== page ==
LAKOTA, N.D.-A northeast North Dakota rancher who claims a Nelson County sheriff's deputy used excessive force when he shot the rancher with a Taser in a dispute over cattle has taken his case to the U.S. Supreme Court.
The Supreme Court docketed Rodney Brossart's civil case on Jan. 2, according to the court's website. Brossart, his wife Susan and their son Thomas, are asking the Supreme Court to reverse lower court rulings that kept their case from going before a jury.
"They want their day in court," said Timothy Lamb, a Grand Forks attorney who is representing the Brossarts.
The lawsuit comes nearly seven years after a confrontation between the Nelson County Sheriff's Department and Rodney Brossart led to the Lakota rancher's arrest. The Brossarts said they discovered stray cattle June 22, 2011, on their property and corralled them for safe keeping until the owner was found. The next day, Chris Anderson came to claim the cattle.
Investigators said in court documents Rodney Brossart told Anderson he would have to buy the cattle back, but the brief filed with the Supreme Court claims Anderson never asked for the return of his cattle.
Then-Sheriff's Deputy Eric Braathen and North Dakota Stockmen's Association Officer Fred Frederikson eventually approached Rodney Brossart, asking him about the cattle. Braathen threatened to take the rancher to jail if he didn't let them search his property, according to the brief. Lamb said Braathen didn't have a search warrant.
Dash cam video from Braathen's vehicle shows the confrontation, most of it off-camera with audio. At one point, Rodney Brossart said, "If you can step foot on that property, mister, you're not going to be walking away." That escalated to shouting from both Braathen and Rodney Brossart until Braathen used his Taser on the rancher.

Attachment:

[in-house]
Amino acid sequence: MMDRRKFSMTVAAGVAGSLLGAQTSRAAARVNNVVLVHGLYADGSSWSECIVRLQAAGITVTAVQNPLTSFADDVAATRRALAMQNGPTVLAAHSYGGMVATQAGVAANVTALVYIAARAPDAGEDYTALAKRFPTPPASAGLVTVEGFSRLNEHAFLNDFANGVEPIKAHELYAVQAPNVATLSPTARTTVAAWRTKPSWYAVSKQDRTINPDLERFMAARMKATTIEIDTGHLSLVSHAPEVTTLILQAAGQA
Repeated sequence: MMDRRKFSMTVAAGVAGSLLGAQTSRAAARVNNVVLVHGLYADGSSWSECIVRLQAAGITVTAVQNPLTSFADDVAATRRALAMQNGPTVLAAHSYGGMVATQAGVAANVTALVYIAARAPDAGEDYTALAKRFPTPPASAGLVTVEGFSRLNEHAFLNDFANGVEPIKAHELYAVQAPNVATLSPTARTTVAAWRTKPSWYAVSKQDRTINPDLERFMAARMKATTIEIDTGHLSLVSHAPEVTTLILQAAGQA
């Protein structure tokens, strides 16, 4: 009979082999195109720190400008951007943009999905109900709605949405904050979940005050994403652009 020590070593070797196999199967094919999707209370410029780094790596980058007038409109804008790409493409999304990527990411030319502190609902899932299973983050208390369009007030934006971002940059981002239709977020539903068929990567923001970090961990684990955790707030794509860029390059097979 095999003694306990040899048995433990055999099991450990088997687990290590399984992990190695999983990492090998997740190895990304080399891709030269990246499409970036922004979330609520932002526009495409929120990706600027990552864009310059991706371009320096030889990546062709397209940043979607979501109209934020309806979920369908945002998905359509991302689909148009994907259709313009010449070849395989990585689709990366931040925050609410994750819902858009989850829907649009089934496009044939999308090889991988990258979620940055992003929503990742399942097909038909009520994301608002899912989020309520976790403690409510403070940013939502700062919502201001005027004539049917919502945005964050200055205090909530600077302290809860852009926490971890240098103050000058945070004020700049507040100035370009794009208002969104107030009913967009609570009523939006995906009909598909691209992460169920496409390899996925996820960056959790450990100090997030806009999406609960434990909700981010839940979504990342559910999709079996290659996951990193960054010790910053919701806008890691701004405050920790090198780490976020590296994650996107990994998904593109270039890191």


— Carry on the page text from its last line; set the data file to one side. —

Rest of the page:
"In total, over the course of six minutes, Deputy Braathen pulled the trigger at least seven times for a total of at least 19-21 seconds of 'riding the bear,' as he described it," Lamb wrote in his brief.
The brief also claims Braathan used a Taser on Thomas Brossart when the rancher was arrested June 24, 2011, while he was handcuffed in the back of a sheriff's vehicle.
Rodney Brossart's arrest led to several standoffs involving his family. During one of the standoffs, law enforcement used a Predator drone from Customs and Border Protection-at the time, it was thought to be the first time an unmanned aircraft was used to assist in the arrest of U.S. citizens.
The rancher was found guilty of a terrorizing charge in November 2013, but that ruling was reversed in another trial in September 2015. The Brossarts attempted to sue Braathen, former Sheriff Kelly Janke and Nelson County, claiming Braathen used excessive force.
A federal judge dismissed the civil case, saying in part, "(Rodney Brossart) engaged in conduct during the course of his encounter with law enforcement officers that renders Braathen's conduct reasonable."
The Eighth Circuit of the U.S. Court of Appeals affirmed that decision twice.
Grand Forks attorney Howard Swanson, who is representing Braathen, Janke and Nelson County in the case, filed a waiver Tuesday, Jan. 16, to the Supreme Court saying he did not intend to respond to the brief.
About 7,000 petitioners ask the high court to review cases every year, according to the Administrative Office of the U.S. Courts. The justices hear about 100 to 150 of those cases.
Lamb said he didn't want to speculate on whether the Supreme Court would take the Brossart case, though Swanson said the chances of the case being reviewed at the top level is "extremely unlikely."
It's uncertain when the Supreme Court will announce whether it will consider the case.
Janke, who was the sheriff at the time of Rodney Brossart's arrest but was not present during the incident, resigned in early 2014.
Braathen left Nelson County after Keith Olson was appointed the county's sheriff. He took a job as police chief in Killdeer, N.D., in 2014.